“You know, ” a customer said to me yesterday, “I used to read those when I was a kid.”
“Ah,” I said, “So did I!”
We were talking about Roger Lancelyn Green’s stories of myth and legend, all stories retold in his own words of old-fashioned heroism and derring-do featuring such characters as King Arthur and Robin Hood. Norse gods and Greek heroes stride tall and proud through the pages, brought to life in poetic phrases that perfectly depict these tales of wonder and imagination.
Most notably, for the sake of our conversation, Roger Lancelyn Green wrote The Battle of Troy.
A retelling of a fairly famous episode from Homer’s Iliad, The Battle of Troy as a child led this particular customer to develop an interest in the original text.
“A lot of people have difficulty reading The Iliad,” he told me, “but I never did.” In reading The Battle of Troy first, getting a handle the sprawling cast of characters in The Iliad, which is often where people get tripped up, was rather a reunion with old friends.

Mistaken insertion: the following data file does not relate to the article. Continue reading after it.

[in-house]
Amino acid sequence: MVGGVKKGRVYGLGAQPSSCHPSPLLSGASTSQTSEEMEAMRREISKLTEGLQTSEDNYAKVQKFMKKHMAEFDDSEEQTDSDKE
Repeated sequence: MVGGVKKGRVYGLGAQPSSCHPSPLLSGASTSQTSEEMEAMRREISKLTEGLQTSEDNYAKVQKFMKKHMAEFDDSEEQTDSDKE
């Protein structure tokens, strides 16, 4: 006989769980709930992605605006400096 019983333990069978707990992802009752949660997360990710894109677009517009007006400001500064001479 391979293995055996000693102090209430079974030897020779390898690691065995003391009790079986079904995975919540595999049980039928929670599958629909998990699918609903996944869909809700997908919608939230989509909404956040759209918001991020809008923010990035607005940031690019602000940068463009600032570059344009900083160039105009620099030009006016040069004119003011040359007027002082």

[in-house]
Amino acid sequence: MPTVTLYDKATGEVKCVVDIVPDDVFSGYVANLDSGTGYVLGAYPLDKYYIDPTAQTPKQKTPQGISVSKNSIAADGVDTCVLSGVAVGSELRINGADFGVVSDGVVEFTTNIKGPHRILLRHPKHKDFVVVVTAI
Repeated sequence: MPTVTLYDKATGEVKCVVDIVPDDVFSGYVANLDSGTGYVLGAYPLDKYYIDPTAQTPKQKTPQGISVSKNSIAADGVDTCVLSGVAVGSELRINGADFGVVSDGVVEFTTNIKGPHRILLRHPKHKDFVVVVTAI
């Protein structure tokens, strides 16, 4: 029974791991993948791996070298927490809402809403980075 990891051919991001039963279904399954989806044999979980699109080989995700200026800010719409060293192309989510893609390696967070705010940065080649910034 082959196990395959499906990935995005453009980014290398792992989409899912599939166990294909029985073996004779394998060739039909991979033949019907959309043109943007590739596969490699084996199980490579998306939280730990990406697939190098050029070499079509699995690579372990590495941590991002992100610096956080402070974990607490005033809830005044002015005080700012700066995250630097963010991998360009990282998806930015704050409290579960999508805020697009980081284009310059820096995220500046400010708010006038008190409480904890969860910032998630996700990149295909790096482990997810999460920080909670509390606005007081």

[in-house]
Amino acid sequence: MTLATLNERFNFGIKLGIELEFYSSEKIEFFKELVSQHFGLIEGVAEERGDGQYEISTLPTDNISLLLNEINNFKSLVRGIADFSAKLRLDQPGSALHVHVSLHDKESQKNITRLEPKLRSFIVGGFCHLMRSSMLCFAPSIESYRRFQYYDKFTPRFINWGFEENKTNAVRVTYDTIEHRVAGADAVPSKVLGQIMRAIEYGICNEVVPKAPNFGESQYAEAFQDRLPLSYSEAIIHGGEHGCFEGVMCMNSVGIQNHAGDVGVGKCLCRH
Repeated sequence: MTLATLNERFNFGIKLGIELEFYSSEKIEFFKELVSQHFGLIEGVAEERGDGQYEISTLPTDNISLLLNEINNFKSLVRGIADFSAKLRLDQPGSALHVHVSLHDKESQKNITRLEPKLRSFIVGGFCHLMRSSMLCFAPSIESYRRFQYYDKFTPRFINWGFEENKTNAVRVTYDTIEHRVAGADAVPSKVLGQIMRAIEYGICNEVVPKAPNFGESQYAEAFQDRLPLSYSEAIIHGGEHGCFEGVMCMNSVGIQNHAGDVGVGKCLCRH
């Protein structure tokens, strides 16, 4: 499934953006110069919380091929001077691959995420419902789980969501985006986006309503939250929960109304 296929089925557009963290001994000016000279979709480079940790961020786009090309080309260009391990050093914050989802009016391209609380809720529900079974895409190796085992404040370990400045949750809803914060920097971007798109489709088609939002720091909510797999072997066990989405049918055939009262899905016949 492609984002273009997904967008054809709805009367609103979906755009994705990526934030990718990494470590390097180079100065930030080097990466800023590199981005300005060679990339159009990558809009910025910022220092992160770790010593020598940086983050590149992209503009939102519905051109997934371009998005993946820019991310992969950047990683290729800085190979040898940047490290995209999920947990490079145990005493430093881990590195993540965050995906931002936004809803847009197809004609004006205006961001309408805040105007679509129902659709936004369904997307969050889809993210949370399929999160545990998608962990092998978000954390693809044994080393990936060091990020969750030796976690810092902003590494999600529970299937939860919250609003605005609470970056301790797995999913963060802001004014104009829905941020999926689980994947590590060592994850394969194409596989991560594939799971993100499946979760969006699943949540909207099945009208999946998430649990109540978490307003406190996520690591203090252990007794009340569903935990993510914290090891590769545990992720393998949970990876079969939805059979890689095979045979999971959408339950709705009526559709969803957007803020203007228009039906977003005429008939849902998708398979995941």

Did he still have his Roger Lancelyn Green books with him? To tell the truth, he had lost them along the way, but a few years ago he’d tracked his childhood editions down and bought the lot once again. Seeing newer editions of those childhood books sitting on the Books Ahoy! shelves had reminded him of that journey all over again.
That little beginning in The Battle of Troy led to an interest in learning Latin turned into a career working in politics. All from reading a book as a child.
And where did my Roger Lancelyn Green reading bring me? Well, I have a lovely hardcover copy of The Adventures of Robin Hood sitting on my own bookshelf at home, and that led me to discover through a conversation yesterday that there are Latin editions of the classic Asterix and Obelix comics existing out there in the world. Isn’t that fascinating? Isn’t it strange where childhood reading can lead you even years and years down the road?
Roger Lancelyn Green’s children’s books can be found at both Woods in the Books and Books Ahoy!